Product Query

Let us display and explain the syntax of the calculated field.

Product: [A]*[B]

The calculated field is named Product. This name comes first and is highlighted in orange. The name must be followed by a colon. Finally, the colon is followed by the formula for the calcuation which is highlighted in blue. To distinguish names of related columns in a calculation, these must be enclosed in square brackets.

Product Result

It should be no surprise that this result has the same number of rows as the inner join. We need to have a row for each combination of A and B values that will be multiplied to form the products.

Notice that in the query result table there is no difference between the data columns that came from the source tables and the calculated data column. The fact that the results are treated uniformly is a key to why queries may be built on top of helper queries.

Our last query, Sum, will do an aggregate calculation by summing over the A and B columns and grouping by the ID value.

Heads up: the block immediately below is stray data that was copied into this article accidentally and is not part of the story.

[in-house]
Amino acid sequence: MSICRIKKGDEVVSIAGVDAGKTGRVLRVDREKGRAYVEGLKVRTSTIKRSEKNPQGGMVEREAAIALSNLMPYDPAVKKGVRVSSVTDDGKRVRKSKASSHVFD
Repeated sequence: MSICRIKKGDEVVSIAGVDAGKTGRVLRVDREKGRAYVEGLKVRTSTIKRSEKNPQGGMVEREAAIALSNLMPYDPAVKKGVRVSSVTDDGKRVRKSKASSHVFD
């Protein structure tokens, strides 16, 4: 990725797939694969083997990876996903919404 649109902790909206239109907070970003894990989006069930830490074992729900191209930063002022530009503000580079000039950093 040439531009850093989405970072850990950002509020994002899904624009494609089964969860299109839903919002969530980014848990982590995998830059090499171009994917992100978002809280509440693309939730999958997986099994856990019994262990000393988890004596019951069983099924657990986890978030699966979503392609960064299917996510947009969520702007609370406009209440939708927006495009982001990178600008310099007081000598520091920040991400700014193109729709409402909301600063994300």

Sum Query

Sum Result

This result table has only 2 rows since there are only 2 distinct values of the ID. To help you understand the sums computed, we show query result table for inner join.

Inner Join Result

We now make an HTML table that shows how the data in the inner join query leads to the sums in the Sum query.

1 62=7+11+13+7+11+13 156=23+23+23+29+29+29
2 144=17+19+17+19+17+19+17+19 316=31+31+37+37+43+43+47+47

Notice, in particular, that although the Sum query does not explicitly create the inner join it must nevertheless generate the data that would appear in the inner join in order to actually carry out the sums.